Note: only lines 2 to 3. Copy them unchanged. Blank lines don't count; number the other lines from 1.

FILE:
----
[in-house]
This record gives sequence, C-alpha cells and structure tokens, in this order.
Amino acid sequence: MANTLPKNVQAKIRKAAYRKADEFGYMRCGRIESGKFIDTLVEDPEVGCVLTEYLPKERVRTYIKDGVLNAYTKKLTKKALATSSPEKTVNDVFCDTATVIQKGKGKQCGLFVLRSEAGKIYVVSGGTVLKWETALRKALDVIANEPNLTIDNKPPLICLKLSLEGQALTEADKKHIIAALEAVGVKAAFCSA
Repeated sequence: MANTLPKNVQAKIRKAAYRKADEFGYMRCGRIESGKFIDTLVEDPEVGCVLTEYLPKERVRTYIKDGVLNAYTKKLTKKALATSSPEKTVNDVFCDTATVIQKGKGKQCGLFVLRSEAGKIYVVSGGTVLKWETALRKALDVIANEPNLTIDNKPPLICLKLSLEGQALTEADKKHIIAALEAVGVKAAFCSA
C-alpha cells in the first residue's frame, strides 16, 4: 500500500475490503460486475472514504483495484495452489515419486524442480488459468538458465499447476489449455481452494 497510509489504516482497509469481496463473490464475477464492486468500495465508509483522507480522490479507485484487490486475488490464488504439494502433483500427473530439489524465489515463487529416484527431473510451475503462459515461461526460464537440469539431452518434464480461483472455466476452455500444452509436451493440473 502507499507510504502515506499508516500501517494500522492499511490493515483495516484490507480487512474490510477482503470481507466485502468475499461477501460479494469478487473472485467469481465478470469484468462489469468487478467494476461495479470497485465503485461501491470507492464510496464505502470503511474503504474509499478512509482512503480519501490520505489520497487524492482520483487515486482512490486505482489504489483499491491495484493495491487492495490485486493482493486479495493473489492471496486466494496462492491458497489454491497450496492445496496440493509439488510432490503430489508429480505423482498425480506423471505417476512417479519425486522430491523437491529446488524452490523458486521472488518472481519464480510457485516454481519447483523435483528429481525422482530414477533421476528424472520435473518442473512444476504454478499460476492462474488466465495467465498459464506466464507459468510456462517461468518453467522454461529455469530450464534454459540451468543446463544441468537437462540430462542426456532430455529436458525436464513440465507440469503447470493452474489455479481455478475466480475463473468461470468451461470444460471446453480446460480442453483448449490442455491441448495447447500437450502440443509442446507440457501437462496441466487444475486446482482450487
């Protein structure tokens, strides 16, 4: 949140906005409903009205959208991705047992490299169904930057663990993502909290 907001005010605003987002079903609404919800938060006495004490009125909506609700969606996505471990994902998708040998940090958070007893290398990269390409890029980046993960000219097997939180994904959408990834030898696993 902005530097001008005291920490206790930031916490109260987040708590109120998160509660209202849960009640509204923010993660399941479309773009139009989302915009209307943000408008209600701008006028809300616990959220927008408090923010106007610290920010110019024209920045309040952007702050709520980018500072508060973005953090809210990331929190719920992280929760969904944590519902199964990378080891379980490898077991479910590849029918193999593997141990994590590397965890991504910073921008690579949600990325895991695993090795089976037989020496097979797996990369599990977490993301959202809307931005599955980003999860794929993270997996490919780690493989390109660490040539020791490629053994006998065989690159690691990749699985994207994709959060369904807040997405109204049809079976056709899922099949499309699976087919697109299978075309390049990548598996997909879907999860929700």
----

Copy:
This record gives sequence, C-alpha cells and structure tokens, in this order.
Amino acid sequence: MANTLPKNVQAKIRKAAYRKADEFGYMRCGRIESGKFIDTLVEDPEVGCVLTEYLPKERVRTYIKDGVLNAYTKKLTKKALATSSPEKTVNDVFCDTATVIQKGKGKQCGLFVLRSEAGKIYVVSGGTVLKWETALRKALDVIANEPNLTIDNKPPLICLKLSLEGQALTEADKKHIIAALEAVGVKAAFCSA